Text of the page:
When Love Stops Working: Getting it Going Again

Couple kissing behind an umbrellaMany people want love in their lives. It is a vital ingredient of being human. We were born through our mother’s body, most likely we nursed on her breasts, and we were held, touched, and attended to; we develop in connection to others. Our survival depends on relationships, and we are not designed to be without them.

When relationships stop working, a personal wound might need to be addressed. Many of us grew up in homes in which various kinds of disconnection occurred. If our caretakers were preoccupied, angry, needy, or impatient, we may have felt neglected at times. We may have lost someone we loved, or have been disregarded or abused. As children, we had to survive this pain. We may have learned to push our feelings outside of our awareness or developed ways to tolerate these disconnects. We bring these survival techniques into our future relationships, and they usually do not work.

Connection and safety are intricately bound. Our relationships trigger primal survival needs. When threatened, the primal fears of an infant emerge. Survival is at the root of our relationships, and it is difficult to play or be vulnerable when you do not feel safe.

When our relationships are threatened or we feel insecure, we may become afraid of abandonment, of being overwhelmed, or of feeling trapped. Those feelings can emerge as rage, fear, longing, or grief, causing us to react negatively rather than respond reasonably. We often do not see where these feelings come from. We have no way to link them to an actual past event. All we know is that something feels awful and we struggle to be seen, heard, and understood. The emotional dance that emerges, born of deep longings for safety and connection, is not logical.

Feeling safe, asking for what we need, and being responsive are paramount to our health and happiness. Safety must exist for both intimacy and play to be present in a committed relationship. While we do not need to delve into the past to change things, it usually helps. We need to start examining and improving our current relational skills.

  • Do you accept too little in a relationship? If you accept too little, it is time to decide that you deserve more and figure out what is stopping you.
  • Are you too demanding? If it always has to be your way, you will need to trust that you can get enough of what you need without misusing your power.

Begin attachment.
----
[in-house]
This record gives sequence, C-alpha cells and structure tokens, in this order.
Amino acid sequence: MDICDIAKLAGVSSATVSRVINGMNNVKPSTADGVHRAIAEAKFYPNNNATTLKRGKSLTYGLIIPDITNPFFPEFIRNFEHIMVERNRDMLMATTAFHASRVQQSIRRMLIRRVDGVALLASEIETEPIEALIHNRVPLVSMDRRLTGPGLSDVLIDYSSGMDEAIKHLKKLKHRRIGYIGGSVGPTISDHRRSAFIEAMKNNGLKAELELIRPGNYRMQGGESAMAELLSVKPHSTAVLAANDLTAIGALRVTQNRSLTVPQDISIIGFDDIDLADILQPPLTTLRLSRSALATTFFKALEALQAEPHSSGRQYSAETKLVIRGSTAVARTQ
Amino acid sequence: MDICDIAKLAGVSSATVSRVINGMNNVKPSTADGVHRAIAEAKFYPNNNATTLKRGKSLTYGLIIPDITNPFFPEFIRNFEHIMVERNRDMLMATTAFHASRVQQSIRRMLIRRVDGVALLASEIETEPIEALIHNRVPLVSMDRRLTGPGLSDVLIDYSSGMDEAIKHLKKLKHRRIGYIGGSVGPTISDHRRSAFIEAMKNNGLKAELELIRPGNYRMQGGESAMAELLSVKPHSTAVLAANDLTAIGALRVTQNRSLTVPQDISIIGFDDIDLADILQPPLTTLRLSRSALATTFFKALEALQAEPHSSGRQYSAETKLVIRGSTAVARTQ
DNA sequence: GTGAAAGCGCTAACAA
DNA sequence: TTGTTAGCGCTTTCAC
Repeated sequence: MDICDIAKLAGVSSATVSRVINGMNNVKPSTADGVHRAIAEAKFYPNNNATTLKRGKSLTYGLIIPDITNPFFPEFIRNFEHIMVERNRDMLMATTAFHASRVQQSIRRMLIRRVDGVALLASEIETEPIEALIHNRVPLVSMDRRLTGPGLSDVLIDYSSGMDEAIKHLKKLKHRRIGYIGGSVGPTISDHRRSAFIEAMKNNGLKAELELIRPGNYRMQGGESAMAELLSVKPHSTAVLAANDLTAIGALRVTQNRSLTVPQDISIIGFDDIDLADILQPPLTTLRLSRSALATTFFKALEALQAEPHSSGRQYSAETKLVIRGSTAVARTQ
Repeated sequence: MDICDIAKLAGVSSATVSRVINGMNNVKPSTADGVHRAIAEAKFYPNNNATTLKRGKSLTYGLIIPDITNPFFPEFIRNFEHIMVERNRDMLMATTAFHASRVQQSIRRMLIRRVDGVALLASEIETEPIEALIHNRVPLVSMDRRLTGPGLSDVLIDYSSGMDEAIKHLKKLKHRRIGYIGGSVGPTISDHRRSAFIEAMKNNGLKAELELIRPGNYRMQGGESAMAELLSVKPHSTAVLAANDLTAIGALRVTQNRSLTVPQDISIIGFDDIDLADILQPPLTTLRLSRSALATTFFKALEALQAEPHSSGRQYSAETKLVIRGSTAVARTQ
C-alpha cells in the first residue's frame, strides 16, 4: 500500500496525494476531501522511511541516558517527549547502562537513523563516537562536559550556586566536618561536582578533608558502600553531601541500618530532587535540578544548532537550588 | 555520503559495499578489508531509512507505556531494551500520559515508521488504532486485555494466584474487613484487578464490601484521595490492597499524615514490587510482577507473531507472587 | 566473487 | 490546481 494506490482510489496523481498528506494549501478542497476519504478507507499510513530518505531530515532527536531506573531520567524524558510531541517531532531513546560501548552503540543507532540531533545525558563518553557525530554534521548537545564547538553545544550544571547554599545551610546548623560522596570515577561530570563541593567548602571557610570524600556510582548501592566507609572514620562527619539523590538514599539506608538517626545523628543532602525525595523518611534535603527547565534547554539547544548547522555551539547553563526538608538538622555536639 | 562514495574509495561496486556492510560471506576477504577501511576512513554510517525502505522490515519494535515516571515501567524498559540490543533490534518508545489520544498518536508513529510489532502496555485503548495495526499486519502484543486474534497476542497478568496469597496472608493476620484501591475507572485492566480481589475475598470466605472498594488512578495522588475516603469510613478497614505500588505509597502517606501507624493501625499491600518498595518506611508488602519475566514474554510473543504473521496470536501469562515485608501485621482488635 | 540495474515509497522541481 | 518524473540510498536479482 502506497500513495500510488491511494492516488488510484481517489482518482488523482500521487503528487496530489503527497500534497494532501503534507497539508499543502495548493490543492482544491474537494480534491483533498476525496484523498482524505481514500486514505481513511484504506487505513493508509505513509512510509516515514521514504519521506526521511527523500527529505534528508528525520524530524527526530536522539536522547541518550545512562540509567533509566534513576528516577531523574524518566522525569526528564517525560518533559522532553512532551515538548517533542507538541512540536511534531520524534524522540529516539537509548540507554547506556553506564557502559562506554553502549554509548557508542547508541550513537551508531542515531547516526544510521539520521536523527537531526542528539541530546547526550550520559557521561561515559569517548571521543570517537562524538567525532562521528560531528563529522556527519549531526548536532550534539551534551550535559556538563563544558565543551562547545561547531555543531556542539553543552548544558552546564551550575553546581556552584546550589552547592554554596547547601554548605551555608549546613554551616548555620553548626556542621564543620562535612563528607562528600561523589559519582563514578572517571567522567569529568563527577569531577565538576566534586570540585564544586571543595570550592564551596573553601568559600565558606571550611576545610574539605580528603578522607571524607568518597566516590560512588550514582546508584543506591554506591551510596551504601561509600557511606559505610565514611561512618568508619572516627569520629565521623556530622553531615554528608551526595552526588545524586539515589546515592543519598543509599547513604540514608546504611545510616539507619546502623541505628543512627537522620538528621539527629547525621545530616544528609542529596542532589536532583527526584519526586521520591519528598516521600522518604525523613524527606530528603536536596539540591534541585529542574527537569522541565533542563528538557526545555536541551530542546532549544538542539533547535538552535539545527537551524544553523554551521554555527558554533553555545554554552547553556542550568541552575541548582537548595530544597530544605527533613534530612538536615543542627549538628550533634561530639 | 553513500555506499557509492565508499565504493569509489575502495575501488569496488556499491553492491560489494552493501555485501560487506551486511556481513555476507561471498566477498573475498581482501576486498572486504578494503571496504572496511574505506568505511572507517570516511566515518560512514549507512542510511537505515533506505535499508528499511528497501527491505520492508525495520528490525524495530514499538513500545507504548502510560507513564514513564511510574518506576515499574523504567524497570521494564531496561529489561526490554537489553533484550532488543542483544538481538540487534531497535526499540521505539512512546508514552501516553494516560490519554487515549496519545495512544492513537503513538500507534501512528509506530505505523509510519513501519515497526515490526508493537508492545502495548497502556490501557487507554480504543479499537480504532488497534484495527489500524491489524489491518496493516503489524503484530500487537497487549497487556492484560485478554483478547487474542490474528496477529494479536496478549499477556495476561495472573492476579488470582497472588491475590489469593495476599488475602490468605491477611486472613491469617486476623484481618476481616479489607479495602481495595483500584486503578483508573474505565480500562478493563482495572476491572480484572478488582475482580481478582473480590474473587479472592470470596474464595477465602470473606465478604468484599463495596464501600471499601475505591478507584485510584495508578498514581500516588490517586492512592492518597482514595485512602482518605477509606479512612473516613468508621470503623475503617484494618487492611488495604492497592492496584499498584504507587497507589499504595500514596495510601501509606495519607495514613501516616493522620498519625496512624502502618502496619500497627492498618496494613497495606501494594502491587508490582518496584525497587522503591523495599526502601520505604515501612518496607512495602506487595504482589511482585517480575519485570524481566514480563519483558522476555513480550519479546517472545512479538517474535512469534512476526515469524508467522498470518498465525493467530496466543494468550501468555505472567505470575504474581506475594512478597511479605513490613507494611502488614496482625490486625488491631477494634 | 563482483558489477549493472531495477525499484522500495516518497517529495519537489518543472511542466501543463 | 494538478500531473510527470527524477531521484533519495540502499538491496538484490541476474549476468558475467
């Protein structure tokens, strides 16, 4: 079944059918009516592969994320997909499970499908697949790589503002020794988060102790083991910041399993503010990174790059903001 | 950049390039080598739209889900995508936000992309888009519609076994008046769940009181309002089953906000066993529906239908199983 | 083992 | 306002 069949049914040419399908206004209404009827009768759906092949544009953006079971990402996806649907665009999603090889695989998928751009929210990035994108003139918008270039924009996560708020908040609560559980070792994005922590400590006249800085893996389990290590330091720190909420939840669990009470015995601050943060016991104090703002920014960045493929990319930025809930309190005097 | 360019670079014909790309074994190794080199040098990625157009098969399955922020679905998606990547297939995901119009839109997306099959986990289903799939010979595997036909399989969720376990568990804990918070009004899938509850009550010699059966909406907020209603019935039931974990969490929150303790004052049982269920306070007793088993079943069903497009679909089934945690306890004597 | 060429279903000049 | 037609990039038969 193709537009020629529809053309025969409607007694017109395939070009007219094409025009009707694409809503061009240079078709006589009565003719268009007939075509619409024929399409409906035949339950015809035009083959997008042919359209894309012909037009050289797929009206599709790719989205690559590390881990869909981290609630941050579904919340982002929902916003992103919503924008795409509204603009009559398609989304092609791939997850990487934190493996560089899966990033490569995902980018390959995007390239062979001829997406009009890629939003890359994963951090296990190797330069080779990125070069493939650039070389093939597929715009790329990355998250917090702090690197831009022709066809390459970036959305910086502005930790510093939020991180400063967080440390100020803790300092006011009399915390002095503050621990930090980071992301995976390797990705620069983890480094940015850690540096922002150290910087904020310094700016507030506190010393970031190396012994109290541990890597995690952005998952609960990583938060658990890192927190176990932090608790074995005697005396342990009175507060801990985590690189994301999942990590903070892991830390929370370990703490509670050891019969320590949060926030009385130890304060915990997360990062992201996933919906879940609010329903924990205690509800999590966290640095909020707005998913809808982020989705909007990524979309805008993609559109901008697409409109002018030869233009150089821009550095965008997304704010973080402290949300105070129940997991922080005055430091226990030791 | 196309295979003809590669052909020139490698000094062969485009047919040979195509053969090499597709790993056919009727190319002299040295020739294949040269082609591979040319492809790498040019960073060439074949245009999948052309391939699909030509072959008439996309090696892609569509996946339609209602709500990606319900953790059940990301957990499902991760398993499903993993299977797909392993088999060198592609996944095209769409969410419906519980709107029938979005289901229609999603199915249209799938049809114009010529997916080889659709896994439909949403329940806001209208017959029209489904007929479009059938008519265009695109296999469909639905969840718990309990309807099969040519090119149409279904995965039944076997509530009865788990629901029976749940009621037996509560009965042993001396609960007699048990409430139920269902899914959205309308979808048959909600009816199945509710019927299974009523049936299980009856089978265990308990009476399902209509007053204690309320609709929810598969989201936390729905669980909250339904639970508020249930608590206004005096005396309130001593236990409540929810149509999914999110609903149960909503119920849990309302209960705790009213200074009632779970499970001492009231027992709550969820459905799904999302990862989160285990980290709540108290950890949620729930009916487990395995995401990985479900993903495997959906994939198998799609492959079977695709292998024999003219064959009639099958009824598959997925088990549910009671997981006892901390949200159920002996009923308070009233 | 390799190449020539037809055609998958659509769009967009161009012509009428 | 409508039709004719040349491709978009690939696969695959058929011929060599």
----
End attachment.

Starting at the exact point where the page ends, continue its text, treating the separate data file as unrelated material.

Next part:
• Can you ask for what you need? Do you believe that you have impact—that you are worth listening to and being responded to? Why not?
  • What are the ways that you disconnect? Are you willing to re-engage?
  • Do you feel safe and loved in your relationship—safe enough to be vulnerable and to play? What do you need to help you feel safer and more connected?
  • Are you responsive to your partner? This will help your partner feel safe with you.

We are imperfect beings who love and are loved by other imperfect beings. While disagreements and differences are part of life and growth, conflict can make us react negatively to these differences. Deep down, we likely fear losing, not getting what we need, and not being loved.

Are you secure enough to recognize your emotions—while also listening to your partner express emotion—without making them feel wrong? Sustaining a connected relationship (with the right person) requires work and communication. We must feel confident enough to tolerate differences and remain responsive and loving even when we are uncomfortable.

© Copyright 2009 by Jennifer Lehr. All Rights Reserved. Permission to publish granted to GoodTherapy.org.

The preceding article was solely written by the author named above. Any views and opinions expressed are not necessarily shared by GoodTherapy.org. Questions or concerns about the preceding article can be directed to the author or posted as a comment below.

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  • julia t

    julia t

    August 6th, 2009 at 10:18 AM

    “What’s love got to do with it…Who needs a heart when a heart can be broken” Tina Turner… Damn i love her.

  • Holly

    Holly

    August 6th, 2009 at 2:23 PM

    My relationship stopped working when my husband made the choice to cheat on me with another woman. Is that what I would have ever chosen to happen to me and my marriage? No but for now it is what it is. I can either find a way to accept forgive and move on or not, but no matter what the choice deos now lie with me. I have tried everything that I know to make the relationship work again and still we are not getting it. What else is there to do?

  • Olivia

    Olivia

    August 7th, 2009 at 2:07 AM

    Tired of looking to the past to rehash all of those old mistakes. My new take on life is to look to the future and dedicate myself to not makiing those bad mistakes of the past again. That feels healthier to me now.

  • Cassie V.

    Cassie V.

    August 11th, 2009 at 11:42 AM

    I can’t let things go that annoy me. My mother has told me since I was small I speak without thinking and it’s true. I blurt them out and worry later. My husband and I fight about that a lot.

  • Dionne S.

    Dionne S.

    August 12th, 2009 at 9:19 AM

    The cost of powering your way through a relationship is too high you say. One person has to be or nothing ever gets done. I’m the control freak but that doesn’t make me demanding. It keeps the household wheels turning. When things get left to my husband, they don’t get done.

  • Sugarlove

    Sugarlove

    August 14th, 2009 at 4:35 PM

    But if you always have to have it your way Dionne, there’s no balance. Couples need to communicate without blame or resentment. Does your husband just keep quiet? Silence also speaks volumes.

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